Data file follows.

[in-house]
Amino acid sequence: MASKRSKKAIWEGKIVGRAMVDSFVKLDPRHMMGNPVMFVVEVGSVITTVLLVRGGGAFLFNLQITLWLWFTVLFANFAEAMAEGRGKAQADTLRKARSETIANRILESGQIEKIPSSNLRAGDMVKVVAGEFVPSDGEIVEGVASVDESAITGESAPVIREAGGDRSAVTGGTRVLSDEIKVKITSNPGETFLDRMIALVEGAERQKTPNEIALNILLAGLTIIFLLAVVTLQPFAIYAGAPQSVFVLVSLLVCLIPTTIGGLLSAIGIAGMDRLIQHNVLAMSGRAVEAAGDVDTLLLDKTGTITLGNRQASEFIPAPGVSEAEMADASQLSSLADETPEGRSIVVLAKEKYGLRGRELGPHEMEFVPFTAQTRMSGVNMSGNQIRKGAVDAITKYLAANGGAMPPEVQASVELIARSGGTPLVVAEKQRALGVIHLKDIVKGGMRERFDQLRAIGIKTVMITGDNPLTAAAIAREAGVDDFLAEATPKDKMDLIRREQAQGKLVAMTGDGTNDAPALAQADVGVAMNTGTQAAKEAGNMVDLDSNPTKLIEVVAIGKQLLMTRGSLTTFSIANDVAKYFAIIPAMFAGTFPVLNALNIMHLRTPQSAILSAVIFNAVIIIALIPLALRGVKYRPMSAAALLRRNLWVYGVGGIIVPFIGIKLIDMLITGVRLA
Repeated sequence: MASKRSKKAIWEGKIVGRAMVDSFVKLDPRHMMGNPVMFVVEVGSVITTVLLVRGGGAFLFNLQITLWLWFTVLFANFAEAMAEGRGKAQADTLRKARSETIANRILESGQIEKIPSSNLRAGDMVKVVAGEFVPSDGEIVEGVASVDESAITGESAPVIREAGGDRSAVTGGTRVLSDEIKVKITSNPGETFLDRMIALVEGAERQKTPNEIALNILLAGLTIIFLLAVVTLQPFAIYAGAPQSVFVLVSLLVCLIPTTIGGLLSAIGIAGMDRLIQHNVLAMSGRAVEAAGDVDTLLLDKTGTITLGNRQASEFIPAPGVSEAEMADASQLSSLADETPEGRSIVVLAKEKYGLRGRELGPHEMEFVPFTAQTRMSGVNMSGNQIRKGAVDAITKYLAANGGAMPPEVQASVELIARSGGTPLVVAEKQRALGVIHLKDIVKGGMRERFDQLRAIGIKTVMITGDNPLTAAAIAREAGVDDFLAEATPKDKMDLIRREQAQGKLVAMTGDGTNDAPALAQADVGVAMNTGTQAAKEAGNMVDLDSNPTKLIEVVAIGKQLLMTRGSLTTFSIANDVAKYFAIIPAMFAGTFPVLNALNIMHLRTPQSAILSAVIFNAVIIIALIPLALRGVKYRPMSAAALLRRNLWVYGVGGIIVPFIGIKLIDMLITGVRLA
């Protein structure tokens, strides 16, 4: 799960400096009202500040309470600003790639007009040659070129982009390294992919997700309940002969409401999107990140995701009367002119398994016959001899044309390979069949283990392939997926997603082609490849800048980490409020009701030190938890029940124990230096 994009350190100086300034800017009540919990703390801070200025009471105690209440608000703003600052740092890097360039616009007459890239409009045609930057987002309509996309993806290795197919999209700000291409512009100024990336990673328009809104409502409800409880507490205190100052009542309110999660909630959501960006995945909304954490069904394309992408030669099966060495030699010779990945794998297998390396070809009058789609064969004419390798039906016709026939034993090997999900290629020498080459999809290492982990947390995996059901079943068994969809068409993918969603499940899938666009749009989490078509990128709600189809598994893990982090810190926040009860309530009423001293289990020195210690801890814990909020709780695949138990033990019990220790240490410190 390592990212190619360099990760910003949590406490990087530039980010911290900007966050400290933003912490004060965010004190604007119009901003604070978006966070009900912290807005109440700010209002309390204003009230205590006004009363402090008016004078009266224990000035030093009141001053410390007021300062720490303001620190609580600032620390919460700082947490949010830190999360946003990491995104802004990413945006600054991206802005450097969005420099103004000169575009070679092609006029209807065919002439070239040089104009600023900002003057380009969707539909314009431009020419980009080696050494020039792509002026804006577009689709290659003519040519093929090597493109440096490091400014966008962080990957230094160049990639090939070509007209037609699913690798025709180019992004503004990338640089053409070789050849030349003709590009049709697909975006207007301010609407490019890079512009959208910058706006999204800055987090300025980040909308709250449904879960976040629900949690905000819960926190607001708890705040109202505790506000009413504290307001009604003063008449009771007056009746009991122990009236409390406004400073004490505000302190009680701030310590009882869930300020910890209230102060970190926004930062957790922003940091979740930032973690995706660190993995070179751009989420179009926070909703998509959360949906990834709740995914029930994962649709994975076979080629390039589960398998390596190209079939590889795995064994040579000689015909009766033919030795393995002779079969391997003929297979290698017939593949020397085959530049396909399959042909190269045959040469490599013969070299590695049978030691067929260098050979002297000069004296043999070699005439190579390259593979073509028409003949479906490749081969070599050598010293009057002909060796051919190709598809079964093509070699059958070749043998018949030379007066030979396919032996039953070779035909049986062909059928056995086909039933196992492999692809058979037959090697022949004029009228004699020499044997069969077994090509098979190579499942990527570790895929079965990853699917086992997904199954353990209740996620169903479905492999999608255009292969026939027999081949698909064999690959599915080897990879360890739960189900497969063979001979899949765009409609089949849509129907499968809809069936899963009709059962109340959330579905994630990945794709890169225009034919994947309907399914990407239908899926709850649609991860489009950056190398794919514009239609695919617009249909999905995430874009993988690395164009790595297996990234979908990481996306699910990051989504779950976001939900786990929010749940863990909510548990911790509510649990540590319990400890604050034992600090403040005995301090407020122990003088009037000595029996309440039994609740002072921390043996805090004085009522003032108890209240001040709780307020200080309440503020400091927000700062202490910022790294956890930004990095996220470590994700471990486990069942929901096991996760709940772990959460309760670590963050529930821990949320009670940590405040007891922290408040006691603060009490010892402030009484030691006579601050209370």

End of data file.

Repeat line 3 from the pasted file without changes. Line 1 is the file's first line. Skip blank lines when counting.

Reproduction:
Repeated sequence: MASKRSKKAIWEGKIVGRAMVDSFVKLDPRHMMGNPVMFVVEVGSVITTVLLVRGGGAFLFNLQITLWLWFTVLFANFAEAMAEGRGKAQADTLRKARSETIANRILESGQIEKIPSSNLRAGDMVKVVAGEFVPSDGEIVEGVASVDESAITGESAPVIREAGGDRSAVTGGTRVLSDEIKVKITSNPGETFLDRMIALVEGAERQKTPNEIALNILLAGLTIIFLLAVVTLQPFAIYAGAPQSVFVLVSLLVCLIPTTIGGLLSAIGIAGMDRLIQHNVLAMSGRAVEAAGDVDTLLLDKTGTITLGNRQASEFIPAPGVSEAEMADASQLSSLADETPEGRSIVVLAKEKYGLRGRELGPHEMEFVPFTAQTRMSGVNMSGNQIRKGAVDAITKYLAANGGAMPPEVQASVELIARSGGTPLVVAEKQRALGVIHLKDIVKGGMRERFDQLRAIGIKTVMITGDNPLTAAAIAREAGVDDFLAEATPKDKMDLIRREQAQGKLVAMTGDGTNDAPALAQADVGVAMNTGTQAAKEAGNMVDLDSNPTKLIEVVAIGKQLLMTRGSLTTFSIANDVAKYFAIIPAMFAGTFPVLNALNIMHLRTPQSAILSAVIFNAVIIIALIPLALRGVKYRPMSAAALLRRNLWVYGVGGIIVPFIGIKLIDMLITGVRLA